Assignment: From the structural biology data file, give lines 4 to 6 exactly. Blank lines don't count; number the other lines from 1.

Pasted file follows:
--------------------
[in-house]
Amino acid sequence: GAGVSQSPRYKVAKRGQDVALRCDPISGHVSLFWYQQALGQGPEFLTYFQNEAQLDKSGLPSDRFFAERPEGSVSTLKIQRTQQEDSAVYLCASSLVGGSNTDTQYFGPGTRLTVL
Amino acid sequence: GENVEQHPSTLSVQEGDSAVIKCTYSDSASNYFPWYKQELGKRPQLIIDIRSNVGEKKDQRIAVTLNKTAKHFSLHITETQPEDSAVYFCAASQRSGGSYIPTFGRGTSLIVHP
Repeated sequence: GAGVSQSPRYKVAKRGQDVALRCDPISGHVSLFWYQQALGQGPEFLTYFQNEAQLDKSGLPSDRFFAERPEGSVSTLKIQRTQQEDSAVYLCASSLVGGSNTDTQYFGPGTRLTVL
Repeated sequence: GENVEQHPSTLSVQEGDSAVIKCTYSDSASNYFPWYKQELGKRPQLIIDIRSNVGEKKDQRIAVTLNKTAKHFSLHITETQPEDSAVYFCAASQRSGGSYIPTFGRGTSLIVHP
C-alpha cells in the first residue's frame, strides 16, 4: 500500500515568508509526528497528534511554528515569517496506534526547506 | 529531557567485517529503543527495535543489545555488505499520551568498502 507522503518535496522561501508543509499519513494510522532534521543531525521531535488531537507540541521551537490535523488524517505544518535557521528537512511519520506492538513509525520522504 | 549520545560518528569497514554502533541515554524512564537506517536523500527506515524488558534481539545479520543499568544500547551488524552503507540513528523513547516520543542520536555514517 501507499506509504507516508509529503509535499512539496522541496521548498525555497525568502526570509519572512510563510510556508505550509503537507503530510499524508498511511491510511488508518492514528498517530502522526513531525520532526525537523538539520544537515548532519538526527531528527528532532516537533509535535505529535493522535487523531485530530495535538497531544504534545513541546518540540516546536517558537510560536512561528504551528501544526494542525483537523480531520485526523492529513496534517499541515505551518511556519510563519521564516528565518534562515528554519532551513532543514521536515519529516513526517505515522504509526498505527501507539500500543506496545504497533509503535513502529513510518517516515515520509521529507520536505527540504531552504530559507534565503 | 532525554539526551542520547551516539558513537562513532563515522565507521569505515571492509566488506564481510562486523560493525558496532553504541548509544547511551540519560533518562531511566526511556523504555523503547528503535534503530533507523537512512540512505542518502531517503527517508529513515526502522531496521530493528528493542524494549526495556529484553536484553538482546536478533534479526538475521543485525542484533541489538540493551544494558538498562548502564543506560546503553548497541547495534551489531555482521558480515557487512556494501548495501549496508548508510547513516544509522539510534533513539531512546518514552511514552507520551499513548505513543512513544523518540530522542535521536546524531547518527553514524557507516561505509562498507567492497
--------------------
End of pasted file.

Repeated sequence: GAGVSQSPRYKVAKRGQDVALRCDPISGHVSLFWYQQALGQGPEFLTYFQNEAQLDKSGLPSDRFFAERPEGSVSTLKIQRTQQEDSAVYLCASSLVGGSNTDTQYFGPGTRLTVL
Repeated sequence: GENVEQHPSTLSVQEGDSAVIKCTYSDSASNYFPWYKQELGKRPQLIIDIRSNVGEKKDQRIAVTLNKTAKHFSLHITETQPEDSAVYFCAASQRSGGSYIPTFGRGTSLIVHP
C-alpha cells in the first residue's frame, strides 16, 4: 500500500515568508509526528497528534511554528515569517496506534526547506 | 529531557567485517529503543527495535543489545555488505499520551568498502 507522503518535496522561501508543509499519513494510522532534521543531525521531535488531537507540541521551537490535523488524517505544518535557521528537512511519520506492538513509525520522504 | 549520545560518528569497514554502533541515554524512564537506517536523500527506515524488558534481539545479520543499568544500547551488524552503507540513528523513547516520543542520536555514517 501507499506509504507516508509529503509535499512539496522541496521548498525555497525568502526570509519572512510563510510556508505550509503537507503530510499524508498511511491510511488508518492514528498517530502522526513531525520532526525537523538539520544537515548532519538526527531528527528532532516537533509535535505529535493522535487523531485530530495535538497531544504534545513541546518540540516546536517558537510560536512561528504551528501544526494542525483537523480531520485526523492529513496534517499541515505551518511556519510563519521564516528565518534562515528554519532551513532543514521536515519529516513526517505515522504509526498505527501507539500500543506496545504497533509503535513502529513510518517516515515520509521529507520536505527540504531552504530559507534565503 | 532525554539526551542520547551516539558513537562513532563515522565507521569505515571492509566488506564481510562486523560493525558496532553504541548509544547511551540519560533518562531511566526511556523504555523503547528503535534503530533507523537512512540512505542518502531517503527517508529513515526502522531496521530493528528493542524494549526495556529484553536484553538482546536478533534479526538475521543485525542484533541489538540493551544494558538498562548502564543506560546503553548497541547495534551489531555482521558480515557487512556494501548495501549496508548508510547513516544509522539510534533513539531512546518514552511514552507520551499513548505513543512513544523518540530522542535521536546524531547518527553514524557507516561505509562498507567492497